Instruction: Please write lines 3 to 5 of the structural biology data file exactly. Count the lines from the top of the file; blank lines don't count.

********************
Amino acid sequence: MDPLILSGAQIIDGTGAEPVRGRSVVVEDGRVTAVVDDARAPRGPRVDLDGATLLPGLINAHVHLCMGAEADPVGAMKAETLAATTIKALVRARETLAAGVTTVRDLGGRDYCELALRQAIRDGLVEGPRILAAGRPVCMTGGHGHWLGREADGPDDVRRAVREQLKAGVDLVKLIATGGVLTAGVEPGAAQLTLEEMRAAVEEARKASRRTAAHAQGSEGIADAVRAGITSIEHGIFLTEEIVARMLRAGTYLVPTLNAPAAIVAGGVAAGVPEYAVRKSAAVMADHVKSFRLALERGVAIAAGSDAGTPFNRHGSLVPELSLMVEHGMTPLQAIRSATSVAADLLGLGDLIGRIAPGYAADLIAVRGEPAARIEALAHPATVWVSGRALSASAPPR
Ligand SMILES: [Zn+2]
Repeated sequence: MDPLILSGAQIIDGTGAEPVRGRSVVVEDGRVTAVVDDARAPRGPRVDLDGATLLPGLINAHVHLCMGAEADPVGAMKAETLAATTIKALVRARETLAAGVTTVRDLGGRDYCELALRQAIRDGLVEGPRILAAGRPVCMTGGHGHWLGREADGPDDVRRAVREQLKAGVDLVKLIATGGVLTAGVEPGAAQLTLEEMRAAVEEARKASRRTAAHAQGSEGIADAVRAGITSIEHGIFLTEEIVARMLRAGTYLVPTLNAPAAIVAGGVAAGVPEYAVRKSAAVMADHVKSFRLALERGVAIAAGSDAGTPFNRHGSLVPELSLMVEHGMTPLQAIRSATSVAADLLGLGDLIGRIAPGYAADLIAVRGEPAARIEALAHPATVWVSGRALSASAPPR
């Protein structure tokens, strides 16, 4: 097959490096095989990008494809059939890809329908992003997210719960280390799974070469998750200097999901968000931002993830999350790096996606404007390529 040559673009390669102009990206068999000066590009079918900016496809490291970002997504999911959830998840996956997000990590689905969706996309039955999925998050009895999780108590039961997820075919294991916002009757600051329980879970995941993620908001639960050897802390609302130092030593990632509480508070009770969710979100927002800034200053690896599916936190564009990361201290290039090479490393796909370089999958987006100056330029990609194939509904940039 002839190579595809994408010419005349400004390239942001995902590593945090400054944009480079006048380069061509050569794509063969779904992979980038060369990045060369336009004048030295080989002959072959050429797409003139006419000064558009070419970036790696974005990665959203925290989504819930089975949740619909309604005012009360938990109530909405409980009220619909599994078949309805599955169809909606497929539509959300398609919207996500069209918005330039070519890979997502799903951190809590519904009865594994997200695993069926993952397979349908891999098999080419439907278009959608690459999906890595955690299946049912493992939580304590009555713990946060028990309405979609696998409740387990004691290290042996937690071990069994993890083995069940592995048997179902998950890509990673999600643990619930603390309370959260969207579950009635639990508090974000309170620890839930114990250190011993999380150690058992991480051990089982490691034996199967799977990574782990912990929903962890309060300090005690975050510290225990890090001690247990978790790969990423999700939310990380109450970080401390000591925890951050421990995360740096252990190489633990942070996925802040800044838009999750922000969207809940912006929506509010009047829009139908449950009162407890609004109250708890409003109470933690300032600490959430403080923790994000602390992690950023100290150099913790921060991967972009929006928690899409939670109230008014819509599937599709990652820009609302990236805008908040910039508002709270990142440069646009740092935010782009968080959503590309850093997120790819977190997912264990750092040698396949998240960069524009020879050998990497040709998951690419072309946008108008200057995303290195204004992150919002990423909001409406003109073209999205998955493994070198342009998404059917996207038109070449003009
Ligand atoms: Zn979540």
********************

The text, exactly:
Repeated sequence: MDPLILSGAQIIDGTGAEPVRGRSVVVEDGRVTAVVDDARAPRGPRVDLDGATLLPGLINAHVHLCMGAEADPVGAMKAETLAATTIKALVRARETLAAGVTTVRDLGGRDYCELALRQAIRDGLVEGPRILAAGRPVCMTGGHGHWLGREADGPDDVRRAVREQLKAGVDLVKLIATGGVLTAGVEPGAAQLTLEEMRAAVEEARKASRRTAAHAQGSEGIADAVRAGITSIEHGIFLTEEIVARMLRAGTYLVPTLNAPAAIVAGGVAAGVPEYAVRKSAAVMADHVKSFRLALERGVAIAAGSDAGTPFNRHGSLVPELSLMVEHGMTPLQAIRSATSVAADLLGLGDLIGRIAPGYAADLIAVRGEPAARIEALAHPATVWVSGRALSASAPPR
């Protein structure tokens, strides 16, 4: 097959490096095989990008494809059939890809329908992003997210719960280390799974070469998750200097999901968000931002993830999350790096996606404007390529 040559673009390669102009990206068999000066590009079918900016496809490291970002997504999911959830998840996956997000990590689905969706996309039955999925998050009895999780108590039961997820075919294991916002009757600051329980879970995941993620908001639960050897802390609302130092030593990632509480508070009770969710979100927002800034200053690896599916936190564009990361201290290039090479490393796909370089999958987006100056330029990609194939509904940039 002839190579595809994408010419005349400004390239942001995902590593945090400054944009480079006048380069061509050569794509063969779904992979980038060369990045060369336009004048030295080989002959072959050429797409003139006419000064558009070419970036790696974005990665959203925290989504819930089975949740619909309604005012009360938990109530909405409980009220619909599994078949309805599955169809909606497929539509959300398609919207996500069209918005330039070519890979997502799903951190809590519904009865594994997200695993069926993952397979349908891999098999080419439907278009959608690459999906890595955690299946049912493992939580304590009555713990946060028990309405979609696998409740387990004691290290042996937690071990069994993890083995069940592995048997179902998950890509990673999600643990619930603390309370959260969207579950009635639990508090974000309170620890839930114990250190011993999380150690058992991480051990089982490691034996199967799977990574782990912990929903962890309060300090005690975050510290225990890090001690247990978790790969990423999700939310990380109450970080401390000591925890951050421990995360740096252990190489633990942070996925802040800044838009999750922000969207809940912006929506509010009047829009139908449950009162407890609004109250708890409003109470933690300032600490959430403080923790994000602390992690950023100290150099913790921060991967972009929006928690899409939670109230008014819509599937599709990652820009609302990236805008908040910039508002709270990142440069646009740092935010782009968080959503590309850093997120790819977190997912264990750092040698396949998240960069524009020879050998990497040709998951690419072309946008108008200057995303290195204004992150919002990423909001409406003109073209999205998955493994070198342009998404059917996207038109070449003009
Ligand atoms: Zn979540």